Adventure Sports. I redesigned a logo for a local sports equipment store and instead of depicting one or multiple sports in the logo, I wanted to focus on the environment where the sports would take place. They also sell quite a bit of outdoor and camping equipment, which made focusing on the setting that much more relevant. I also made alternate versions of the logo with different color schemes to represent different landscapes.
Wichita Journalism Collaborative. To help meet the urgent information needs during this global pandemic, a partnership of local newsrooms and community institutions launched the Wichita Journalism Collaborative — a coalition faimed at supporting and enhancing quality local journalism. With this new launch, I was approached to design a brand identity for the collaborative. Among the several options I sent the committee to choose from, the one shown to the left is the one that I was the most proud of. One of the initial elements for the branding design was using check marks to indicate that the collaborative will thoroughly fact-check everything.
Design Zoo. For my senior capstone class, we decided as a group that our theme would be “design zoo” because as designers we are meant to camouflage and adapt to our environment. As part of the branding team for the project, I came up with a couple of different styles of options we could use. I made version 1 something that would represent multiple zoo animals and be in a compact icon. Version 2 was more inspired by one of my favorite artists, Keith Haring. I wanted this version to be more fun and playful and not be totally representational of a particular animal.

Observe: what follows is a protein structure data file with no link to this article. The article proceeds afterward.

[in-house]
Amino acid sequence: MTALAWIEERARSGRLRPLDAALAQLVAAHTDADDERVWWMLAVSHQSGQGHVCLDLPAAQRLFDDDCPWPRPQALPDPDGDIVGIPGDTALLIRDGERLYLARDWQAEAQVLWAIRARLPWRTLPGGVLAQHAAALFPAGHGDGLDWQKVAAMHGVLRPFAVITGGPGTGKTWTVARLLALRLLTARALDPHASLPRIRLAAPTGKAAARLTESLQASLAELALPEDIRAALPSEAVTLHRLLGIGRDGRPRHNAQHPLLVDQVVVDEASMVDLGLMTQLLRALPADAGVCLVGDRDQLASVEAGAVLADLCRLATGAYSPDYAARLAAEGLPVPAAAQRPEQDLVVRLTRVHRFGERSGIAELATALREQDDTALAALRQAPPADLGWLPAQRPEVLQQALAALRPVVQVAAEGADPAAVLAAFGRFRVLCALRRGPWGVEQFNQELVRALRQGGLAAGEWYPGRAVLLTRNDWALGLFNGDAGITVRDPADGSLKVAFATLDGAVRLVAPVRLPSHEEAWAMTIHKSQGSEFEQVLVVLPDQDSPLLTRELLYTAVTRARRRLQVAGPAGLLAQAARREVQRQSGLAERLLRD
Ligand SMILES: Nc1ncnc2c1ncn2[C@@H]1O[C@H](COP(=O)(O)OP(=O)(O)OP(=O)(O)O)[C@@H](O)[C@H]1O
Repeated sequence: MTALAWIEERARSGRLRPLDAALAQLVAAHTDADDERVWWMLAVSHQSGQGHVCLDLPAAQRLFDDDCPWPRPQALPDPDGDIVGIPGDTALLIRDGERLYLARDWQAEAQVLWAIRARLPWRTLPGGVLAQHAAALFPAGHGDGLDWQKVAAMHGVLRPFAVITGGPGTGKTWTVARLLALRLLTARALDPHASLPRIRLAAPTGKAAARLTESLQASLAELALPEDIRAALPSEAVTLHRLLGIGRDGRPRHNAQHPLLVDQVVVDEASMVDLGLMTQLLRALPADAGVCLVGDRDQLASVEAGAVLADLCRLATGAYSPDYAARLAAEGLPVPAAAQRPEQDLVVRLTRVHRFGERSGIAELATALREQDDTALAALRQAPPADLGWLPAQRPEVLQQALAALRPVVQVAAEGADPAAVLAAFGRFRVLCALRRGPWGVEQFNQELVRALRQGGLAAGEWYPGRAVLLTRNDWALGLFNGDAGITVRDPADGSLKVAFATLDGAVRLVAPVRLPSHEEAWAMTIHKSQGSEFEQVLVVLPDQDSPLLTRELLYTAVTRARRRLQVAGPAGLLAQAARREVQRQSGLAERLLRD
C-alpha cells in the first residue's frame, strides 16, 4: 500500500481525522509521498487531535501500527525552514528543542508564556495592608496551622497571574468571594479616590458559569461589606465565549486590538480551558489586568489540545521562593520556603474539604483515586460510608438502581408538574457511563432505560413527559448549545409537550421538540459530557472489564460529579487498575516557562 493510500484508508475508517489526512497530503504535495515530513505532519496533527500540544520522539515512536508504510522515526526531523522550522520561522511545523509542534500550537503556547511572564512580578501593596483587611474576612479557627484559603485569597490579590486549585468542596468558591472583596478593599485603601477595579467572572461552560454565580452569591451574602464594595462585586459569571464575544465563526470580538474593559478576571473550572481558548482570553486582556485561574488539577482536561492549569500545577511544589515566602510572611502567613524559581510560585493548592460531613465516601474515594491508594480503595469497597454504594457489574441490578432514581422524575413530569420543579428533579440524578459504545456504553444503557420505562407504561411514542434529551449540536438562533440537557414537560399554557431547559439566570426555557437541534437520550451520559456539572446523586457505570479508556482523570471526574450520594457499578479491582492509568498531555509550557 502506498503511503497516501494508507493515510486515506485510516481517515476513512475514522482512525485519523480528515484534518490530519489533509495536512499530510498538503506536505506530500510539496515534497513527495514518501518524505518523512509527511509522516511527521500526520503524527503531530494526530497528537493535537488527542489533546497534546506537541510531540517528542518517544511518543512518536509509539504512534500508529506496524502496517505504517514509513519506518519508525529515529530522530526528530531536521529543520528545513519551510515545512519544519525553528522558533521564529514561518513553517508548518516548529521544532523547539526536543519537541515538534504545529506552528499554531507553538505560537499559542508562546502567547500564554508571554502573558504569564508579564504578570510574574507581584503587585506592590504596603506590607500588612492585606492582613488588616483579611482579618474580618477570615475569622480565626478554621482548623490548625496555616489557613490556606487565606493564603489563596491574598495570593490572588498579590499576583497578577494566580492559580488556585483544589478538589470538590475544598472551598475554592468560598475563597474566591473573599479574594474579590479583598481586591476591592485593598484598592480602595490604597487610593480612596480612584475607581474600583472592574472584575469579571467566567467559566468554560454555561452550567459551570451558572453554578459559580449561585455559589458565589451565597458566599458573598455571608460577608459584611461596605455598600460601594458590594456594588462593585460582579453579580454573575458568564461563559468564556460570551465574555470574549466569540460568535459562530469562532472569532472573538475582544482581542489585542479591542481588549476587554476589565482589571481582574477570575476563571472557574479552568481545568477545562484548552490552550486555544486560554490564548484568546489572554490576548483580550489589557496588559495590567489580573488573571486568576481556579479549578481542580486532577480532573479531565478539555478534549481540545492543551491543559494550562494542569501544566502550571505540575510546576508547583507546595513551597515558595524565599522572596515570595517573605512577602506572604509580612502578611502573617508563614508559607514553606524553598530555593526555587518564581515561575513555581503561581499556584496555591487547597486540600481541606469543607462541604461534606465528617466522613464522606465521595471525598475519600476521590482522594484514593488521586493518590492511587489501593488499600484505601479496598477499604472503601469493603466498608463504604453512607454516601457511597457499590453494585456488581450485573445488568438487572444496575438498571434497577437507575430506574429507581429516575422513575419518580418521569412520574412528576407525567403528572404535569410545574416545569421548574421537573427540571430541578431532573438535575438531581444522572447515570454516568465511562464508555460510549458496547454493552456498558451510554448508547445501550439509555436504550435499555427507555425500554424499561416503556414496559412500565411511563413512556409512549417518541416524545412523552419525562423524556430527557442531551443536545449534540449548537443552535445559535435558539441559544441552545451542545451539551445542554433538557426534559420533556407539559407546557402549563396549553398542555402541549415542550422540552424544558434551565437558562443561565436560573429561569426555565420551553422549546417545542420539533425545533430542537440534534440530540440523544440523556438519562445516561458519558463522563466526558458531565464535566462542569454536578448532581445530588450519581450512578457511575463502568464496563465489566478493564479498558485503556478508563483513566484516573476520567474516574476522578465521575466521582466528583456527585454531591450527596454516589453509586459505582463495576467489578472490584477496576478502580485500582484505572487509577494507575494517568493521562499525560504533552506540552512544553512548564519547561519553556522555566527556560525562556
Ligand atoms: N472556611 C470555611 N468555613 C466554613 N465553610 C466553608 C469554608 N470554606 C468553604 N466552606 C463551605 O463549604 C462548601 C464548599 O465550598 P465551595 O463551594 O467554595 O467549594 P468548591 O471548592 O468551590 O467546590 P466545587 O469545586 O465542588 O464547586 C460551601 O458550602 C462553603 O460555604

Excalibur. For one of my first freelance projects, I designed a logo for my brother’s media company Excalibur Studios. I obviously wanted to play off of the sword, but to represent the media aspect to it, I added the headphones to the first design. While my brother liked the initial design, a lot of the logos he was drawn to had thick outlines and high contrasting colors. He also liked the original design with the headphones, but was more interested in the sword itself, which was why the headphones were removed from the final design.
Lava & Tonic. While working at Visual Fusion, we were assigned to create a brand identity for a local tiki bar Lava and Tonic. Instead of going the stereotypical, borderline culturally insensitive route of a tiki head, I wanted to make something that played off of the “lava” of “Lava and Tonic” while also combining it with the owner’s vision of a mid-century modern theme.
Brian Curtis Hayes monogram. My friend Brian Hayes works as a photojournalist and does a lot of freelance in his spare time. He asked for a personal monogram he could use as a watermark for his photos and an overall identity for his business. Brian also labels his photos with the tag BCH so I wanted to make sure to incorporate his three initials. The lightning bolt in the design was inspired by the flash icon found on most cameras. The overrall gritty texture of the design is there to represent Brian’s down-to-earth personality.